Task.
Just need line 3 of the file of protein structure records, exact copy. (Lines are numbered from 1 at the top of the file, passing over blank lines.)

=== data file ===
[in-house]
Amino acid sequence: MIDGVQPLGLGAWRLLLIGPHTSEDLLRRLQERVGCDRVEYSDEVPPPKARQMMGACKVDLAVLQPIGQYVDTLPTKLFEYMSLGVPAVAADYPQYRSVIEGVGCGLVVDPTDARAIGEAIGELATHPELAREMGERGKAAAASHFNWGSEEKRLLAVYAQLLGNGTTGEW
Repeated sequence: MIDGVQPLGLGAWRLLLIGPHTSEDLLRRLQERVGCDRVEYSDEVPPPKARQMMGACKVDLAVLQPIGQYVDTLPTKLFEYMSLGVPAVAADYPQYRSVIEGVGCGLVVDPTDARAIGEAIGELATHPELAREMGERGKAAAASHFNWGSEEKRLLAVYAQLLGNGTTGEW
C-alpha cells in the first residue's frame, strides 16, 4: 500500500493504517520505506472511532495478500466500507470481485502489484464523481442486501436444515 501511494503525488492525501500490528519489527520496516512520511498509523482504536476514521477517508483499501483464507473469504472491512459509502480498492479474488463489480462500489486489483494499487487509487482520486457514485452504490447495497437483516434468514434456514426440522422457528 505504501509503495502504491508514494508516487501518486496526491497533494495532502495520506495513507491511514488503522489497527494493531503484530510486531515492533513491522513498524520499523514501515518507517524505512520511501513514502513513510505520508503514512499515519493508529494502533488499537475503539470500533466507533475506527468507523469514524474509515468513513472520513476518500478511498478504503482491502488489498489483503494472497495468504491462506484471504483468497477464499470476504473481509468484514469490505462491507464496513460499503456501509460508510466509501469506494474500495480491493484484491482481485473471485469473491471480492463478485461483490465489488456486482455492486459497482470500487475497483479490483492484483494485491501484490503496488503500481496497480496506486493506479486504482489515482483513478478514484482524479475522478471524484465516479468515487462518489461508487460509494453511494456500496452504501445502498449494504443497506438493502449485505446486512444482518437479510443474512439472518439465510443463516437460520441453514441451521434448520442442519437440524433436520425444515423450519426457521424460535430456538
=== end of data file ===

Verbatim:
Repeated sequence: MIDGVQPLGLGAWRLLLIGPHTSEDLLRRLQERVGCDRVEYSDEVPPPKARQMMGACKVDLAVLQPIGQYVDTLPTKLFEYMSLGVPAVAADYPQYRSVIEGVGCGLVVDPTDARAIGEAIGELATHPELAREMGERGKAAAASHFNWGSEEKRLLAVYAQLLGNGTTGEW